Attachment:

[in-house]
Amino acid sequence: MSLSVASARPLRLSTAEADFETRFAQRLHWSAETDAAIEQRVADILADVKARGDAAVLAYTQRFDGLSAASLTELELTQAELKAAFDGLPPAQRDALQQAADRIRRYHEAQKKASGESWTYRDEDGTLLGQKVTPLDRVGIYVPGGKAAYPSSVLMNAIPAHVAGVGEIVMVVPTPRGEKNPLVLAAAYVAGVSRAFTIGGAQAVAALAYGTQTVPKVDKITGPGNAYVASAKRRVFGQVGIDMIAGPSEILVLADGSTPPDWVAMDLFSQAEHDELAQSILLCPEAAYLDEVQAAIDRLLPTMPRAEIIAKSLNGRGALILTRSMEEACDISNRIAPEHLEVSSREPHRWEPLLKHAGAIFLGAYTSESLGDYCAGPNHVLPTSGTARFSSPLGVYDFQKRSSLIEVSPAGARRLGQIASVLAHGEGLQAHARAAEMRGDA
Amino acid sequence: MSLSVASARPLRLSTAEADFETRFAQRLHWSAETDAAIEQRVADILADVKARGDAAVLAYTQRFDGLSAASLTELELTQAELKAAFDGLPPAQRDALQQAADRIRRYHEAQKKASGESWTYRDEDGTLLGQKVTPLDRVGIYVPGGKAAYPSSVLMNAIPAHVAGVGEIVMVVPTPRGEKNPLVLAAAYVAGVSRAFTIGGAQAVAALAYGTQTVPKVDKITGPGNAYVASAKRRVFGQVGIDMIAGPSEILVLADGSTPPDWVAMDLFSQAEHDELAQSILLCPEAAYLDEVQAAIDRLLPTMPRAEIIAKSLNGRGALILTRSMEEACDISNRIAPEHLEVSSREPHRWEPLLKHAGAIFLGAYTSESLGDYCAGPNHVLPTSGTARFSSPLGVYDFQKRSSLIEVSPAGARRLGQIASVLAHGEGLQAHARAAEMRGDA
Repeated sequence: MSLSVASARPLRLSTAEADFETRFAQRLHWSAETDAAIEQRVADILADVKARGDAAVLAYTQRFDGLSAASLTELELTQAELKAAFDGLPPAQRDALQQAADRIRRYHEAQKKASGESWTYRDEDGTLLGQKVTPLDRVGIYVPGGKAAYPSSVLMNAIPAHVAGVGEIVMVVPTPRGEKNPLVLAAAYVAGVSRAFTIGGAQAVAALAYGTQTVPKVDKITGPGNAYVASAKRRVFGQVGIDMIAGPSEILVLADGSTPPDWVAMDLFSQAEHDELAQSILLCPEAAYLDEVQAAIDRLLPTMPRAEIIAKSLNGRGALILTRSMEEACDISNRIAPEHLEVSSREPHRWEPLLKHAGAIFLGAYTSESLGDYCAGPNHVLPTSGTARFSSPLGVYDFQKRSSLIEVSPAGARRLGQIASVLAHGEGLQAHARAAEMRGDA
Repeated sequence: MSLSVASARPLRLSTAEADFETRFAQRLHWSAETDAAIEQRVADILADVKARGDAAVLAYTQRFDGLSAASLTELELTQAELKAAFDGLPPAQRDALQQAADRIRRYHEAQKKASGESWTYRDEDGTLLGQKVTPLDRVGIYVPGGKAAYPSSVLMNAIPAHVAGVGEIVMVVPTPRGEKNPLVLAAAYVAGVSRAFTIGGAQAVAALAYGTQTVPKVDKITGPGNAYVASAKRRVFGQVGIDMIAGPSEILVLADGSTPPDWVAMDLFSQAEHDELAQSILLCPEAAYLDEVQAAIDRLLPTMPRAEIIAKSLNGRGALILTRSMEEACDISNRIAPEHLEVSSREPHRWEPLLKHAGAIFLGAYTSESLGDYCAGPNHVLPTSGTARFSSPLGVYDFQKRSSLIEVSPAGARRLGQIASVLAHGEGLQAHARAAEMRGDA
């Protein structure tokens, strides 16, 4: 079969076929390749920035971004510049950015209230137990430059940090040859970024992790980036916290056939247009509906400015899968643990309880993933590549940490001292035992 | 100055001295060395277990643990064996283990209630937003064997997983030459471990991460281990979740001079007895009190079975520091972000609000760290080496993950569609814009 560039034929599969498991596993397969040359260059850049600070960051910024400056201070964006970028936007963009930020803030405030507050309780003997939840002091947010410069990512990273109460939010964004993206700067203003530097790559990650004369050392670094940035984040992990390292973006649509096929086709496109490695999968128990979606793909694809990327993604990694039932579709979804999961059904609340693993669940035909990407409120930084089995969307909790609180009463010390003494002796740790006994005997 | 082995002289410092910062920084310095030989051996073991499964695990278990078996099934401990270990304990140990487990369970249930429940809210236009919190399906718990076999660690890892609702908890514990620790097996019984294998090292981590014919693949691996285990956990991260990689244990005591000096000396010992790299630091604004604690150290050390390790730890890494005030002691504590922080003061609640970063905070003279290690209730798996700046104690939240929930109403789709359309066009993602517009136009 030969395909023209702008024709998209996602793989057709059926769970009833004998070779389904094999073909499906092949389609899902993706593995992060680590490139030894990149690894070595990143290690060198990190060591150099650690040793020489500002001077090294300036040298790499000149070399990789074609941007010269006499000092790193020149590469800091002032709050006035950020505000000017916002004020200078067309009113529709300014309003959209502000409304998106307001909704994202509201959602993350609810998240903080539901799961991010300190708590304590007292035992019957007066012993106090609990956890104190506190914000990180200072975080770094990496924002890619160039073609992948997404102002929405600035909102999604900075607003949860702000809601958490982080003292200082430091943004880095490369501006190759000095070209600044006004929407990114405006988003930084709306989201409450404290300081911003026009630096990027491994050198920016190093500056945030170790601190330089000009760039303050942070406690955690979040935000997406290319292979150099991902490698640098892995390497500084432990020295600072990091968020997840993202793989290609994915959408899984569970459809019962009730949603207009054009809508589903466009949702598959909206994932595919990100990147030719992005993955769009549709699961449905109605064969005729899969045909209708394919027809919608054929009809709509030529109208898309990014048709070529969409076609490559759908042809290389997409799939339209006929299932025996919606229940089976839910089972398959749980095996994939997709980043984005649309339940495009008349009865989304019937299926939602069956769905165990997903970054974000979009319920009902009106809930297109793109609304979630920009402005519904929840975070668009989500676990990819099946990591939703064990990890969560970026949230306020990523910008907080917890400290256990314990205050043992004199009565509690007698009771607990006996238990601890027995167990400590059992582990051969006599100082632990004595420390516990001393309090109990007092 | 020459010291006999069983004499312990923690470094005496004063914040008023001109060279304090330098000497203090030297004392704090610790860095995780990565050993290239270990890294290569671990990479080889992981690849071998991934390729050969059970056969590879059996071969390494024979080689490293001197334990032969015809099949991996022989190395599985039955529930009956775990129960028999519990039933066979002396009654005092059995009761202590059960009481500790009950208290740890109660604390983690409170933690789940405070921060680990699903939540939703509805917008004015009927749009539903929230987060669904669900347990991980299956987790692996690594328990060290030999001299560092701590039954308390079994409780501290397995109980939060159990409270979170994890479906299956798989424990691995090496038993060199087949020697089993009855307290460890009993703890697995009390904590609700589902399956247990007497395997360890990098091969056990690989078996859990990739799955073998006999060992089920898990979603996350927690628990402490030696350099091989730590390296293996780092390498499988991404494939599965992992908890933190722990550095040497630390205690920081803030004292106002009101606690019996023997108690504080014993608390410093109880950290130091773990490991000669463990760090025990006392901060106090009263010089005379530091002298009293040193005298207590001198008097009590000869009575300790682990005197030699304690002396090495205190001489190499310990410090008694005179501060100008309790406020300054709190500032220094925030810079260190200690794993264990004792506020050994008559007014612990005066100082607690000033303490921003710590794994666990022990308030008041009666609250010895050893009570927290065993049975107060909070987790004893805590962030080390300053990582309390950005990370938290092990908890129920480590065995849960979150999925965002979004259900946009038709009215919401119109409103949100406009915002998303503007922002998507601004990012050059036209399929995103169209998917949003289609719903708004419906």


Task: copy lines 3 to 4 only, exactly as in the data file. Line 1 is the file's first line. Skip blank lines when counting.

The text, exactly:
Amino acid sequence: MSLSVASARPLRLSTAEADFETRFAQRLHWSAETDAAIEQRVADILADVKARGDAAVLAYTQRFDGLSAASLTELELTQAELKAAFDGLPPAQRDALQQAADRIRRYHEAQKKASGESWTYRDEDGTLLGQKVTPLDRVGIYVPGGKAAYPSSVLMNAIPAHVAGVGEIVMVVPTPRGEKNPLVLAAAYVAGVSRAFTIGGAQAVAALAYGTQTVPKVDKITGPGNAYVASAKRRVFGQVGIDMIAGPSEILVLADGSTPPDWVAMDLFSQAEHDELAQSILLCPEAAYLDEVQAAIDRLLPTMPRAEIIAKSLNGRGALILTRSMEEACDISNRIAPEHLEVSSREPHRWEPLLKHAGAIFLGAYTSESLGDYCAGPNHVLPTSGTARFSSPLGVYDFQKRSSLIEVSPAGARRLGQIASVLAHGEGLQAHARAAEMRGDA
Repeated sequence: MSLSVASARPLRLSTAEADFETRFAQRLHWSAETDAAIEQRVADILADVKARGDAAVLAYTQRFDGLSAASLTELELTQAELKAAFDGLPPAQRDALQQAADRIRRYHEAQKKASGESWTYRDEDGTLLGQKVTPLDRVGIYVPGGKAAYPSSVLMNAIPAHVAGVGEIVMVVPTPRGEKNPLVLAAAYVAGVSRAFTIGGAQAVAALAYGTQTVPKVDKITGPGNAYVASAKRRVFGQVGIDMIAGPSEILVLADGSTPPDWVAMDLFSQAEHDELAQSILLCPEAAYLDEVQAAIDRLLPTMPRAEIIAKSLNGRGALILTRSMEEACDISNRIAPEHLEVSSREPHRWEPLLKHAGAIFLGAYTSESLGDYCAGPNHVLPTSGTARFSSPLGVYDFQKRSSLIEVSPAGARRLGQIASVLAHGEGLQAHARAAEMRGDA